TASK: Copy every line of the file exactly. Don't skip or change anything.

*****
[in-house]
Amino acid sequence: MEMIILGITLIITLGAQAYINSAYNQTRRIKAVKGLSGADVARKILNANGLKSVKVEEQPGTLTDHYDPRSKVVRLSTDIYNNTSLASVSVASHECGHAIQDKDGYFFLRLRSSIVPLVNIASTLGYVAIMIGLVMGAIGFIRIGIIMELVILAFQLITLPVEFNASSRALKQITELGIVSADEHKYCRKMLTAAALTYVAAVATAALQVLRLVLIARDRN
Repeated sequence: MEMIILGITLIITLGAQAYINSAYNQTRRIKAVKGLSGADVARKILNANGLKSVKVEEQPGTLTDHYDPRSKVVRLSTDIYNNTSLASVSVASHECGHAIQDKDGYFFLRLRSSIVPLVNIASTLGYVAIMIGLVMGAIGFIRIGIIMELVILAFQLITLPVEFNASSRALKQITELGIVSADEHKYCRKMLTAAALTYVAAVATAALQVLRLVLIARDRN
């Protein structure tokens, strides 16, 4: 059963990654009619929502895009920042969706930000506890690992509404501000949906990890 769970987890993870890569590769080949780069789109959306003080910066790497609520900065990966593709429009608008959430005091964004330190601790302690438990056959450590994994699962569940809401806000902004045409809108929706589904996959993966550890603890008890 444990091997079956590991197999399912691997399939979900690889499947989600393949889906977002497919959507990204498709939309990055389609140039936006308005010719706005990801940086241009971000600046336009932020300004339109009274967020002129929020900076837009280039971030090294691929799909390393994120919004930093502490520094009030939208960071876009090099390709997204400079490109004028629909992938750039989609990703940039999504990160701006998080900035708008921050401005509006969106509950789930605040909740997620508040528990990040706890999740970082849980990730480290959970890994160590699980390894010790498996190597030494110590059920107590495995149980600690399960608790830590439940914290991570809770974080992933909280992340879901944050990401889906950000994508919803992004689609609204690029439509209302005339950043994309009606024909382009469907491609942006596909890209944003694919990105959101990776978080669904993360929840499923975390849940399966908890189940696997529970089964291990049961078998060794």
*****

[in-house]
Amino acid sequence: MEMIILGITLIITLGAQAYINSAYNQTRRIKAVKGLSGADVARKILNANGLKSVKVEEQPGTLTDHYDPRSKVVRLSTDIYNNTSLASVSVASHECGHAIQDKDGYFFLRLRSSIVPLVNIASTLGYVAIMIGLVMGAIGFIRIGIIMELVILAFQLITLPVEFNASSRALKQITELGIVSADEHKYCRKMLTAAALTYVAAVATAALQVLRLVLIARDRN
Repeated sequence: MEMIILGITLIITLGAQAYINSAYNQTRRIKAVKGLSGADVARKILNANGLKSVKVEEQPGTLTDHYDPRSKVVRLSTDIYNNTSLASVSVASHECGHAIQDKDGYFFLRLRSSIVPLVNIASTLGYVAIMIGLVMGAIGFIRIGIIMELVILAFQLITLPVEFNASSRALKQITELGIVSADEHKYCRKMLTAAALTYVAAVATAALQVLRLVLIARDRN
């Protein structure tokens, strides 16, 4: 059963990654009619929502895009920042969706930000506890690992509404501000949906990890 769970987890993870890569590769080949780069789109959306003080910066790497609520900065990966593709429009608008959430005091964004330190601790302690438990056959450590994994699962569940809401806000902004045409809108929706589904996959993966550890603890008890 444990091997079956590991197999399912691997399939979900690889499947989600393949889906977002497919959507990204498709939309990055389609140039936006308005010719706005990801940086241009971000600046336009932020300004339109009274967020002129929020900076837009280039971030090294691929799909390393994120919004930093502490520094009030939208960071876009090099390709997204400079490109004028629909992938750039989609990703940039999504990160701006998080900035708008921050401005509006969106509950789930605040909740997620508040528990990040706890999740970082849980990730480290959970890994160590699980390894010790498996190597030494110590059920107590495995149980600690399960608790830590439940914290991570809770974080992933909280992340879901944050990401889906950000994508919803992004689609609204690029439509209302005339950043994309009606024909382009469907491609942006596909890209944003694919990105959101990776978080669904993360929840499923975390849940399966908890189940696997529970089964291990049961078998060794």